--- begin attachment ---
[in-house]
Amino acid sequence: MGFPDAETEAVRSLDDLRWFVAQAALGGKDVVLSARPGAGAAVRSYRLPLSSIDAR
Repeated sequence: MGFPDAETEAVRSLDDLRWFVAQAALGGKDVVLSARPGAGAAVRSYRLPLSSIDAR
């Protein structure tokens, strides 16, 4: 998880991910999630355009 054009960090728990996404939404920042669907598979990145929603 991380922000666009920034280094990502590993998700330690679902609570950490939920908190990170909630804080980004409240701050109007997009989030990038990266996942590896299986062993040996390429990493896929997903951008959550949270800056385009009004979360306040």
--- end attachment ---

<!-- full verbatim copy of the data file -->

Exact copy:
[in-house]
Amino acid sequence: MGFPDAETEAVRSLDDLRWFVAQAALGGKDVVLSARPGAGAAVRSYRLPLSSIDAR
Repeated sequence: MGFPDAETEAVRSLDDLRWFVAQAALGGKDVVLSARPGAGAAVRSYRLPLSSIDAR
């Protein structure tokens, strides 16, 4: 998880991910999630355009 054009960090728990996404939404920042669907598979990145929603 991380922000666009920034280094990502590993998700330690679902609570950490939920908190990170909630804080980004409240701050109007997009989030990038990266996942590896299986062993040996390429990493896929997903951008959550949270800056385009009004979360306040």